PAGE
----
Marine Stewardship Council awards the Maldives‘ pole-and-line skipjack tuna fishery its sustainability certification. This follows independent assessment against the MSC’s environmental standard. The tuna (Katsuwonus pelamis) from members of the Maldives Seafood Processors and Exporters Association (MSPEA), can now be marketed with the MSC’s globally recognised ecolabel. This blue label provides people with assurance that the fish is traceable back to a certified sustainable source.

Regional management of tuna in the Indian Ocean falls under the Indian Ocean Tuna Commission (IOTC). Maldives has been an active participant in the IOTC’s scientific working parties and became a full member in July 2011.

Pole-and-line fishing is a centuries-old practice in the Maldives and the fishery is often heralded as a good example of highly selective and low impact fishing. Since entering MSC assessment in July 2009 the Maldives has proposed and advocated for resolutions on the Precautionary Approach (PA) and the establishment of reference points for tuna stocks.

In addition the Maldives introduced a shark fishing and export ban, which came into effect in July 2010, and announced at Rio +20 that the entire country would become a biosphere reserve within the next five years, allowing only sustainable fishing practices. “Maldivians take pride in their skipjack pole-and-line fishery – a sustainable fishery that has thrived for over a millennium by catching tuna one by one. Maldivians are grateful and delighted that at last the world has recognised, through open and transparent scrutiny, the sustainable nature of our fishery– a fact that we have always believed. We thank all stakeholders, the MSC and our certifier for their support”, said Minister of State for Fisheries and Agriculture, Dr Hussain Rasheed Hassan.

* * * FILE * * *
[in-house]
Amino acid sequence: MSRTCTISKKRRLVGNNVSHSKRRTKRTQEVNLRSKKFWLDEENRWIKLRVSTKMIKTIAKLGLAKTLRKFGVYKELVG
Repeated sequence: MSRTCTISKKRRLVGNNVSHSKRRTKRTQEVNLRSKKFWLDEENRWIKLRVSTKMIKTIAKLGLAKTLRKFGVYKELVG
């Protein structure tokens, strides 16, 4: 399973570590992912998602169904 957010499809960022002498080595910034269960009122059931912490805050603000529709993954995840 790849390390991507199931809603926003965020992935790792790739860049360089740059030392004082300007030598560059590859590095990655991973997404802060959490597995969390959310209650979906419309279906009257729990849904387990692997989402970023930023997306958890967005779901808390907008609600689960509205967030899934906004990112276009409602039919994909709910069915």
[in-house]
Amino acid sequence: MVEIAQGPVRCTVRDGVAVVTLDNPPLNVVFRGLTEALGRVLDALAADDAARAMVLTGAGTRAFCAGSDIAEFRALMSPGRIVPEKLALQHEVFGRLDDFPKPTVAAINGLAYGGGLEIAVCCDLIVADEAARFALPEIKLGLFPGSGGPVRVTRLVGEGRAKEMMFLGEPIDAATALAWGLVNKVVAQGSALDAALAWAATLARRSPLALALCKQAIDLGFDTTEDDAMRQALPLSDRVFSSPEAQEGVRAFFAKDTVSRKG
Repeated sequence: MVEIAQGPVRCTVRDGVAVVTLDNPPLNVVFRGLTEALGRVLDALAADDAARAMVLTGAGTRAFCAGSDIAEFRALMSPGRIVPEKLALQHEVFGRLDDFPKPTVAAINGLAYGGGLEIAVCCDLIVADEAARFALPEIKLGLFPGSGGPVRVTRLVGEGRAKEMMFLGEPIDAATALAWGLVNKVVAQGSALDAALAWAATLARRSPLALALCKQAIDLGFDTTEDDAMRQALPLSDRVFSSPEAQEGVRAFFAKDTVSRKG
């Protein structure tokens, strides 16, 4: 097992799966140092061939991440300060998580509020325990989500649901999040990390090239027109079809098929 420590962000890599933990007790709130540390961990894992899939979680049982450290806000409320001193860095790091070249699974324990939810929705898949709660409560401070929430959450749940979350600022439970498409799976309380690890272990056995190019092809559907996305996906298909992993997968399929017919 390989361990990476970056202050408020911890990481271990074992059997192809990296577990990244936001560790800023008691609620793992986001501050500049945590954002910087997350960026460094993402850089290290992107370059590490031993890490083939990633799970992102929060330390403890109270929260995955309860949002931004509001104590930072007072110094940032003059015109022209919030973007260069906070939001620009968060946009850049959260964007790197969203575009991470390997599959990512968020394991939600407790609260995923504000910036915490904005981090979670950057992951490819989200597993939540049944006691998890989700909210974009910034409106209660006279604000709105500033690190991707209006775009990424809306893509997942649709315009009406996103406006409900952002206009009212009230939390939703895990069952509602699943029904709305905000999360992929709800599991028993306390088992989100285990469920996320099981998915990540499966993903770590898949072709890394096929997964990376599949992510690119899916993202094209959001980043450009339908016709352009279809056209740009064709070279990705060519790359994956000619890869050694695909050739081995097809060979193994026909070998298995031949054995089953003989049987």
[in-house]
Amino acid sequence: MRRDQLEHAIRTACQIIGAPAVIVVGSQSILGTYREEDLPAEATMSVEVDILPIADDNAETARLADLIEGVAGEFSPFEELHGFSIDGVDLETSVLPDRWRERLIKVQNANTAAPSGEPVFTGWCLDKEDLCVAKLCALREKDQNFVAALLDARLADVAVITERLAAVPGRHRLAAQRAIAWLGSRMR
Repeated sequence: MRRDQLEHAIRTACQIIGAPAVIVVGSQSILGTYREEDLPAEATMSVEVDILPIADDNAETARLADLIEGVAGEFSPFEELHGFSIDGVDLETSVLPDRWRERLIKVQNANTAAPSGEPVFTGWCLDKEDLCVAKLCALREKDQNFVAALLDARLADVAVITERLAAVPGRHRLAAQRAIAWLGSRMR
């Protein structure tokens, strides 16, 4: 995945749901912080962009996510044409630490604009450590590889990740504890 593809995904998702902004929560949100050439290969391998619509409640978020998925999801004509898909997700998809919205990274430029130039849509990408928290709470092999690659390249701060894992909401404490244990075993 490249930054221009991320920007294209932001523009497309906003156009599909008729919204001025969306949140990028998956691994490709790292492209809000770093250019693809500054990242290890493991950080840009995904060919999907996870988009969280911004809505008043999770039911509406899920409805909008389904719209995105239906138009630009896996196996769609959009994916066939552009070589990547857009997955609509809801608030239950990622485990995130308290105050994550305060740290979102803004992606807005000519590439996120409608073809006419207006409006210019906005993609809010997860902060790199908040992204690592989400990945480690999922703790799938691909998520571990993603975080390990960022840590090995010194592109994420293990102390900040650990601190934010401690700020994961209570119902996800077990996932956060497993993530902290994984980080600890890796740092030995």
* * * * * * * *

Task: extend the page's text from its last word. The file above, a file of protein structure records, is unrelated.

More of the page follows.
Historically, Maldives’ economy was entirely dependent on fisheries and other marine products and fishing is still the second most important economic sector today, after tourism. Fishing and related activities employ around 30 per cent of the country’s workforce, contributing over 15 per cent of Gross Domestic Product (GDP) and, in recent years, Maldives’ skipjack catches have made up approximately 90,000 tonnes of their pole-and-line fishery. Products are canned or put into pouches for export, mainly to Europe where many retail and food service sector companies have made strong commitments to source certified sustainable and fully traceable seafood choices. With growing demand and increasing consumer recognition of the MSC label in these strategically important markets it is anticipated that this fishery will benefit significantly from its newfound status.

Further Reading:
Marine Stewardship Council